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Saturn's moon Titan has shorelines shaped by waves

Saturn’s largest moon, Titan, is the only other planetary body in our solar system with active rivers, lakes, seas and waves. These rivers are thought to be filled with liquid methane and ethane, flowing into large lakes and seas that rival the Great Lakes on Earth.

According to NASA, the largest of Titan’s seas are hundreds of feet deep and hundreds of miles wide. 

In 2007, NASA’s Cassini spacecraft confirmed the existence of Titan’s large seas and smaller lakes. Since then, scientists have been analyzing these and other images to understand Titan’s mysterious liquid environment.

A recent study by geologists has revealed that waves likely shaped Titan’s large seas, a finding based on simulations rather than direct observations.

Simulating waves on Titan

Geologists from the Massachusetts Institute of Technology explored Titan’s shorelines using simulations. They first modeled how a lake erodes on Earth and then applied these models to Titan’s seas to identify the most likely erosion mechanisms seen in Cassini’s images.

Waves, they concluded, were the most probable cause. Direct observations of wave activity on Titan are still needed to confirm this theory.

“If the coastlines of Titan’s seas have eroded, waves are the most likely culprit,” explained Taylor Perron, a professor of Earth, Atmospheric and Planetary Sciences at MIT.

“Standing at the edge of one of Titan’s seas, we might see waves of liquid methane and ethane lapping on the shore and crashing during storms, capable of eroding the coastal material.”

Understanding wave activity on Titan

The presence of waves on Titan has been debated since Cassini spotted liquid bodies on the surface of the moon. Some scientists saw no evidence of waves, describing the seas as “mirror-smooth,” while others noticed roughness but could not confirm if it was caused by waves.

Understanding wave activity on Titan could provide insights into the moon’s climate, wind strength, and how its seas might evolve over time.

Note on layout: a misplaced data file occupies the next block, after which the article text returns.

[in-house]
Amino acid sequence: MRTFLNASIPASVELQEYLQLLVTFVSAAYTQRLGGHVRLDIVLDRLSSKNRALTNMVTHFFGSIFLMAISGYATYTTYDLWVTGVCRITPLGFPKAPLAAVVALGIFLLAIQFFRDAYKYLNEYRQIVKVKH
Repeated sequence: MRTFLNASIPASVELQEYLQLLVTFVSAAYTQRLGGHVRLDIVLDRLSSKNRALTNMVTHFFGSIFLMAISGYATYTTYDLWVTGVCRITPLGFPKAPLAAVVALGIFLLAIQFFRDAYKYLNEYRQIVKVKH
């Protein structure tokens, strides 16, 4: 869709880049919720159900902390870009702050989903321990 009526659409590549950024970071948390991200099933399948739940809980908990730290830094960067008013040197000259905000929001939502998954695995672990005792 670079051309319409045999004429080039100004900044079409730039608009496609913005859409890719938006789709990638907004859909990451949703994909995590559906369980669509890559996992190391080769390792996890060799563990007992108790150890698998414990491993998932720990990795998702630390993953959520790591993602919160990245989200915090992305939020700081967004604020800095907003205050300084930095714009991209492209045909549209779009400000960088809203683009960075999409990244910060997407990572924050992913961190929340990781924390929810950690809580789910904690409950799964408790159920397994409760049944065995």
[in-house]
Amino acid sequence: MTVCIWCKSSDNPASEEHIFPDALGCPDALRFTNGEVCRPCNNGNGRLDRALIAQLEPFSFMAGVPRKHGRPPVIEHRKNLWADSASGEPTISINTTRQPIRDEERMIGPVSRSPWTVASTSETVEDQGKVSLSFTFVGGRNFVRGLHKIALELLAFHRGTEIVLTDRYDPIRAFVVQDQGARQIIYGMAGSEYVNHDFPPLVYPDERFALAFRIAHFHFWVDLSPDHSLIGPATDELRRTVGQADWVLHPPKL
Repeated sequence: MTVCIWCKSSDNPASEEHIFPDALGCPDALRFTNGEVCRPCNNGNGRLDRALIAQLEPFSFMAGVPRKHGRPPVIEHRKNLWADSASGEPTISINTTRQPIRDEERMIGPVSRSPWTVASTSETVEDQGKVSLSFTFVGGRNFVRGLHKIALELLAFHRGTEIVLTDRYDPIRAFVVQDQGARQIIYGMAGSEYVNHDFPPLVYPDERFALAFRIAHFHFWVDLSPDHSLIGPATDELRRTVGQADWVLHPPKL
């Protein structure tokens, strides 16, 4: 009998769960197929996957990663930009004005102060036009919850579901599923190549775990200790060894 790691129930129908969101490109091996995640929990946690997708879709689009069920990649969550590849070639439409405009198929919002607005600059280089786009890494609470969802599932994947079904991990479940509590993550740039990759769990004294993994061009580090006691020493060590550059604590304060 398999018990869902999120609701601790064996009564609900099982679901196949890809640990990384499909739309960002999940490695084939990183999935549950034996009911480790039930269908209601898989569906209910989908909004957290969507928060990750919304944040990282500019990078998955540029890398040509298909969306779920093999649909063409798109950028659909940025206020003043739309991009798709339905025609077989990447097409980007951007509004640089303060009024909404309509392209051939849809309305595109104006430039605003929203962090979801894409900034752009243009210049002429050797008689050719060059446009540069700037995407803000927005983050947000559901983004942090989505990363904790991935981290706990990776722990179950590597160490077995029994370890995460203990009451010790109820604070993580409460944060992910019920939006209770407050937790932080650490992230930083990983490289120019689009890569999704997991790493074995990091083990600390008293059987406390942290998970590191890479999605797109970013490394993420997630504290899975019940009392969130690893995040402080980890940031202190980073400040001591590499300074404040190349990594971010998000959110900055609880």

Instead of searching for direct wave evidence in images, the MIT team examined the shape of the shorelines to deduce what might be eroding the coasts. Titan’s seas are believed to have formed as rising liquid levels flooded a landscape crisscrossed by river valleys.

The researchers considered three scenarios: erosion driven by waves, no coastal erosion, and uniform erosion driven by dissolution or gradual sloughing off of the coast under its own weight.

Based on a property known as fetch, which is the distance over which wind can blow and waves can grow, they simulated how shoreline shapes would evolve under each scenario. The simulations showed that wave-driven erosion produced distinctly different shoreline shapes compared to uniform erosion.

“We found that you get a really different final shape under uniform erosion versus wave erosion,” said Perron. “Wave erosion mainly smooths parts of the shorelines exposed to long fetch distances, leaving the flooded valleys narrow and rough.”

Comparing Earth and Titan

The researchers validated their simulations by comparing them to actual lakes on Earth. They observed the same differences in shape between Earth lakes eroded by waves and those affected by uniform erosion.

The team then focused on Titan’s largest, well-mapped seas: Kraken Mare, Ligeia Mare, Punga Mare, and Ontario Lacus.

Mapping Titan’s shorelines using Cassini’s radar images, the researchers found that all four seas fit solidly within the wave-driven erosion model. This suggests that waves likely shaped these seas.

Strength of Titan’s winds

The team is now working to determine how strong Titan’s winds must be in order to generate waves capable of eroding the coasts. By studying the shapes of Titan’s shorelines, the experts also aim to identify the predominant wind directions.

This dual approach helps to understand how wind forces contribute to coastal erosion and the overall landscape dynamics of Titan. The insights could provide valuable information about the moon’s climate and its evolving geological features.

“Titan presents a case of a completely untouched system,” noted Rose Palermo, a former MIT-WHOI Joint Program graduate student and a research geologist at the U.S. Geological Survey.

“It could help us learn more fundamental things about how coasts erode without human influence, and maybe that can help us better manage our coastlines on Earth in the future.”

The study is published in the journal Science Advances.


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